5. Hence, x = 3 or x = −5

will make this denominator zero. Therefore, the 3 and −5 are restrictions.

The second fraction’s denominator has factors x + 2 and x − 4. Hence, x = −2 or

x = 4 will make this denominator zero. Therefore, −2 and 4 are restrictions.

Therefore, for all values of x, except the restrictions −5, −2, 3, and 4, the
left side

of

is identical to its right side.

It’s possible to use your graphing calculator to check your results. First, load
the

left- and right-hand sides of **equation (8)** into the calculator’s into Y1
and Y2 in your

graphing calculator ’s Y= menu, as shown in **Figure 1**(a). Press 2nd TBLSET
and set

TblStart = −6 and ΔTbl = 1, as shown in **Figure 1**(b). Make sure that AUTO
is

highlighted and selected with the ENTER key on both the independent and
dependent

variables. Press 2nd TABLE to produce the tabular display in **Figure 1**(c).

Figure 1. Using the table features of the graphing
calculator to check the result in

**equation (8).**

Remember that the left- and right-hand sides of equation (8) are loaded in Y1
and

Y2, respectively.

664 Chapter 7 Rational Functions

• In **Figure 1**(c), note the ERR (error) message at
the restricted values of x = −5

and x = −2. However, other than at these two restrictions, the functions Y1 and

Y2 agree at all other values of x in **Figure 1**(c).

• Use the down arrow to scroll down in the table to produce the tabular results
shown

in **Figure 1**(d). Note the ERR (error) message at the restricted values of
x = 3 and

x = 4. However, other than at these two restrictions, the functions Y1 and Y2
agree

at all other values of x in **Figure 1**(d).

• If you scroll up or down in the table, you’ll find that the functions Y1 and
Y2 agree

at all values of x other than the restricted values −5, −2, 3, and 4.

Let’s look at another example.

Example 9. Simplify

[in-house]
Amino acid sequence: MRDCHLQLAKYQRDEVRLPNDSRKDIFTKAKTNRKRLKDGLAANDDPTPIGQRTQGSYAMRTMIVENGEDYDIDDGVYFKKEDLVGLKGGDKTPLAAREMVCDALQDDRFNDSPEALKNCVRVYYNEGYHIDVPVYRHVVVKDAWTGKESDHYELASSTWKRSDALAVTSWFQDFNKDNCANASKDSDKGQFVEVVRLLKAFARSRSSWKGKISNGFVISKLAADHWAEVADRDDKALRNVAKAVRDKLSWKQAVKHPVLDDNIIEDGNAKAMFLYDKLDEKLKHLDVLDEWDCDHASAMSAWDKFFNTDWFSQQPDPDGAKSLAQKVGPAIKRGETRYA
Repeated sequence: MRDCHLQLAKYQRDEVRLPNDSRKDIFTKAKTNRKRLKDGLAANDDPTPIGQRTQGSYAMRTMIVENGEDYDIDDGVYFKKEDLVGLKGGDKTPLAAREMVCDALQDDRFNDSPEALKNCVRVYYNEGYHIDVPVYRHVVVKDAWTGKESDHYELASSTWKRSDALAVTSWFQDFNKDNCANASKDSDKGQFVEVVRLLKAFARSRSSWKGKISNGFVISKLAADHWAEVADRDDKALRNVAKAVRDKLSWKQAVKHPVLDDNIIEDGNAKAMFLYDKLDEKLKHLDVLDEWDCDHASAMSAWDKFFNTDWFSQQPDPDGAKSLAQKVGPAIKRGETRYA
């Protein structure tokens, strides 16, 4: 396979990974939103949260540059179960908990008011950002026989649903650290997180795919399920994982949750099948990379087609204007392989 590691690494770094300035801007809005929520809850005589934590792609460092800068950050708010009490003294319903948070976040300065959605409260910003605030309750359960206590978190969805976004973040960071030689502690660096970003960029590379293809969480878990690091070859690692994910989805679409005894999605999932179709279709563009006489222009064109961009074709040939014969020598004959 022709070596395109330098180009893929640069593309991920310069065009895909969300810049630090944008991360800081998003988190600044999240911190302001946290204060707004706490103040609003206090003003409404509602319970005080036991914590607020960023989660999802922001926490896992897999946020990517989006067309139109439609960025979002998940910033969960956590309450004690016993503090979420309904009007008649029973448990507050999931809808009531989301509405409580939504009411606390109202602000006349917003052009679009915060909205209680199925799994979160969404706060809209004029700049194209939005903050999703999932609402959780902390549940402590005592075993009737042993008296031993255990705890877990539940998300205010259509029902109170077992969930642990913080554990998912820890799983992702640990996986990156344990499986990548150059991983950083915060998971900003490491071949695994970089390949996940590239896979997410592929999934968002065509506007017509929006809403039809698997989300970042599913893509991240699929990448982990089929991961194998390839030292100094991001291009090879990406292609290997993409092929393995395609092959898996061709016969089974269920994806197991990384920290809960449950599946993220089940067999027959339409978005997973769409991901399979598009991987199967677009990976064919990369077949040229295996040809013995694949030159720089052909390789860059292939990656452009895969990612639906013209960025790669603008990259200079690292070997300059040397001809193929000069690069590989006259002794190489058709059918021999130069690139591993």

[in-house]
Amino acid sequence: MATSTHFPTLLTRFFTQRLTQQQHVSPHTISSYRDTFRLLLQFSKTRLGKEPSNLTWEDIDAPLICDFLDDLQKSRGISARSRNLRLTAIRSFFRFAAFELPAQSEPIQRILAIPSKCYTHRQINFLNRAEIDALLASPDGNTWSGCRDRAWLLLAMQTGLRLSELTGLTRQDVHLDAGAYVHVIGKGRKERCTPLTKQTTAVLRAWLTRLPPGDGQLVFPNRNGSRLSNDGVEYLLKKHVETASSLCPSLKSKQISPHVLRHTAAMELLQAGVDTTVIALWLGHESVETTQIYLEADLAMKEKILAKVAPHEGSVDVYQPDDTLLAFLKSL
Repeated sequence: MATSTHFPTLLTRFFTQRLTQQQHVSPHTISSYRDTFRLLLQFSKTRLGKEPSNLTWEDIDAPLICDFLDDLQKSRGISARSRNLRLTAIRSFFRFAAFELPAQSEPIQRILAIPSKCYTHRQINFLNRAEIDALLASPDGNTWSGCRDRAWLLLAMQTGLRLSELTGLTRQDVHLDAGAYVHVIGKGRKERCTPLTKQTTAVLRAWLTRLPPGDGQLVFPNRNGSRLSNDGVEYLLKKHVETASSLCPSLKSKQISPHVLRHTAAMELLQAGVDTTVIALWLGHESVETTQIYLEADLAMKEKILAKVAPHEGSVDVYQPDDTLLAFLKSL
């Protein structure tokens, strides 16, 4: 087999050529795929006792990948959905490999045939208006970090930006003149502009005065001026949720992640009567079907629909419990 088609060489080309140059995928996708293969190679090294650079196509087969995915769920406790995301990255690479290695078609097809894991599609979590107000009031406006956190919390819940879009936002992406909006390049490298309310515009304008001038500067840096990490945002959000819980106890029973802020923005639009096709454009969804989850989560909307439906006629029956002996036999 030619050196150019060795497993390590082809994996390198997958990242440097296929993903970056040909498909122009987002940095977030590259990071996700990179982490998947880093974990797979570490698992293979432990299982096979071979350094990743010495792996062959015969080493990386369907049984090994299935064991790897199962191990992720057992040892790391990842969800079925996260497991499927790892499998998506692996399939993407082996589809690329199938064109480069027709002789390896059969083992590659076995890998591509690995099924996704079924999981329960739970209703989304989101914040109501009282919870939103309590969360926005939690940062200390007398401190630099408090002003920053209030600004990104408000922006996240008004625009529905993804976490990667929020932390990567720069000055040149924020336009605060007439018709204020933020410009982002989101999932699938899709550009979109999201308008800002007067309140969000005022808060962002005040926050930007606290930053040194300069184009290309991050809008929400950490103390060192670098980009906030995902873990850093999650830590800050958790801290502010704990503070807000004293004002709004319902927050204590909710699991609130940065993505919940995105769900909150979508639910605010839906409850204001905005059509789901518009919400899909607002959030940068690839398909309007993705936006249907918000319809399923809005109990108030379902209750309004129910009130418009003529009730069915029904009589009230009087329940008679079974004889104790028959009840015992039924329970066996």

State any restrictions.

The first numerator can be factored using the difference of two squares pattern .

The second denominator is a perfect square trinomial and
can be factored as the square

of a binomial .

You will want to remove the greatest common factor from
the first denominator and

second numerator.

and

Thus,

We’ll need to execute a sign change or two to create
common factors in the numerators

and denominators. So, in both the first and second numerator, factor a −1 from
the

factor 3 − x to obtain 3 − x = −1(x − 3). Because the order of factors in a
product

doesn’t matter, we’ll slide the −1 to the front in each case.

We can now cancel common factors.

Section 7.4 Products and Quotients of Rational Functions 665

A few things to notice:

• The factors 3 + x and x + 3 are identical, so they may be cancelled, one on
the top

for one on the bottom.

• Two factors of x − 3 on the top are cancelled for (x − 3)^{2} (which is
equivalent to

(x − 3)(x − 3)) on the bottom.

• An x on top cancels an x on the bottom.

• We’re left with two minus signs (two −1’s) and a 2. So the solution is a
positive 2.

Finally, the first denominator has factors x and x + 3, so x = 0 and x = −3 are

restrictions (they make this denominator equal to zero). The second denominator